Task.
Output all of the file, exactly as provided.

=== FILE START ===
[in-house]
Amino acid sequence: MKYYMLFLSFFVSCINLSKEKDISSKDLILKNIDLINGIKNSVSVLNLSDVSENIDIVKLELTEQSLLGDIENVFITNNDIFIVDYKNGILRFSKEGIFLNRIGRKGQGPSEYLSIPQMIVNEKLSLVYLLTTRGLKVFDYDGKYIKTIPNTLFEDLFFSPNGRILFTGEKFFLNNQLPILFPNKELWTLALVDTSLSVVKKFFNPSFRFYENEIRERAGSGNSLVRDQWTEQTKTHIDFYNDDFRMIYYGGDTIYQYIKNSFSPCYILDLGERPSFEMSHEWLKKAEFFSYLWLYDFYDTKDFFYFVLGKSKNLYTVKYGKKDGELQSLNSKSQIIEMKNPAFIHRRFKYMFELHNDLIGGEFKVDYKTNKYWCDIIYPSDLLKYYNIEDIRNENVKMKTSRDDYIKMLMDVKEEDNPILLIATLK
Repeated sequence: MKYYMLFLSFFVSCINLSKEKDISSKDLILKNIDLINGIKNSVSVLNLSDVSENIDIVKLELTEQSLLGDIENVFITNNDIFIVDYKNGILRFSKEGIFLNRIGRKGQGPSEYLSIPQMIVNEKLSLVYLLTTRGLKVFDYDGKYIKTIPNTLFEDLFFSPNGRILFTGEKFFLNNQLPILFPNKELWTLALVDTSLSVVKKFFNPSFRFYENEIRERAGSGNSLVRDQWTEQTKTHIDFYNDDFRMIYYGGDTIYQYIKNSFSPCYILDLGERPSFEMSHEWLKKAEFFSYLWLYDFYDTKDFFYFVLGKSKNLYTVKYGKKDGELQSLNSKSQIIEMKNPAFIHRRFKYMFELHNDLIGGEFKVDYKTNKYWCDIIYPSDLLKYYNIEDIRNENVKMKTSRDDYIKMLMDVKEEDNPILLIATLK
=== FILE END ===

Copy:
[in-house]
Amino acid sequence: MKYYMLFLSFFVSCINLSKEKDISSKDLILKNIDLINGIKNSVSVLNLSDVSENIDIVKLELTEQSLLGDIENVFITNNDIFIVDYKNGILRFSKEGIFLNRIGRKGQGPSEYLSIPQMIVNEKLSLVYLLTTRGLKVFDYDGKYIKTIPNTLFEDLFFSPNGRILFTGEKFFLNNQLPILFPNKELWTLALVDTSLSVVKKFFNPSFRFYENEIRERAGSGNSLVRDQWTEQTKTHIDFYNDDFRMIYYGGDTIYQYIKNSFSPCYILDLGERPSFEMSHEWLKKAEFFSYLWLYDFYDTKDFFYFVLGKSKNLYTVKYGKKDGELQSLNSKSQIIEMKNPAFIHRRFKYMFELHNDLIGGEFKVDYKTNKYWCDIIYPSDLLKYYNIEDIRNENVKMKTSRDDYIKMLMDVKEEDNPILLIATLK
Repeated sequence: MKYYMLFLSFFVSCINLSKEKDISSKDLILKNIDLINGIKNSVSVLNLSDVSENIDIVKLELTEQSLLGDIENVFITNNDIFIVDYKNGILRFSKEGIFLNRIGRKGQGPSEYLSIPQMIVNEKLSLVYLLTTRGLKVFDYDGKYIKTIPNTLFEDLFFSPNGRILFTGEKFFLNNQLPILFPNKELWTLALVDTSLSVVKKFFNPSFRFYENEIRERAGSGNSLVRDQWTEQTKTHIDFYNDDFRMIYYGGDTIYQYIKNSFSPCYILDLGERPSFEMSHEWLKKAEFFSYLWLYDFYDTKDFFYFVLGKSKNLYTVKYGKKDGELQSLNSKSQIIEMKNPAFIHRRFKYMFELHNDLIGGEFKVDYKTNKYWCDIIYPSDLLKYYNIEDIRNENVKMKTSRDDYIKMLMDVKEEDNPILLIATLK